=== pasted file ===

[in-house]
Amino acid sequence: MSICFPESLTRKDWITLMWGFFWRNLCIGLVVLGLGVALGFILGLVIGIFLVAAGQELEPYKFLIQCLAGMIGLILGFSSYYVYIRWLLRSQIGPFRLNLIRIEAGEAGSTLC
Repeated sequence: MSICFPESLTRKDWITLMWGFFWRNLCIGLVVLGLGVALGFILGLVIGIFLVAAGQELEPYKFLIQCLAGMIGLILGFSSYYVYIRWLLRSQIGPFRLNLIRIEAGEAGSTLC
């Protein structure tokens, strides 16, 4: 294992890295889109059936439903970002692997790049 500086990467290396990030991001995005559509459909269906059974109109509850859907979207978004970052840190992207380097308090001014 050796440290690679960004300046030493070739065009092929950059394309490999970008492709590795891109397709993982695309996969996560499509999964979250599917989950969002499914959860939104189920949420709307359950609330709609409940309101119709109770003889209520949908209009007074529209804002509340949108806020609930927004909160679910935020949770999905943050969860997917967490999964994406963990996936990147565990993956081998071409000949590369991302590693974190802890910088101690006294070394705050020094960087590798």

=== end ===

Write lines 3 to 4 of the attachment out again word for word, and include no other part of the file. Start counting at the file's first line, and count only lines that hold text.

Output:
Repeated sequence: MSICFPESLTRKDWITLMWGFFWRNLCIGLVVLGLGVALGFILGLVIGIFLVAAGQELEPYKFLIQCLAGMIGLILGFSSYYVYIRWLLRSQIGPFRLNLIRIEAGEAGSTLC
């Protein structure tokens, strides 16, 4: 294992890295889109059936439903970002692997790049 500086990467290396990030991001995005559509459909269906059974109109509850859907979207978004970052840190992207380097308090001014 050796440290690679960004300046030493070739065009092929950059394309490999970008492709590795891109397709993982695309996969996560499509999964979250599917989950969002499914959860939104189920949420709307359950609330709609409940309101119709109770003889209520949908209009007074529209804002509340949108806020609930927004909160679910935020949770999905943050969860997917967490999964994406963990996936990147565990993956081998071409000949590369991302590693974190802890910088101690006294070394705050020094960087590798």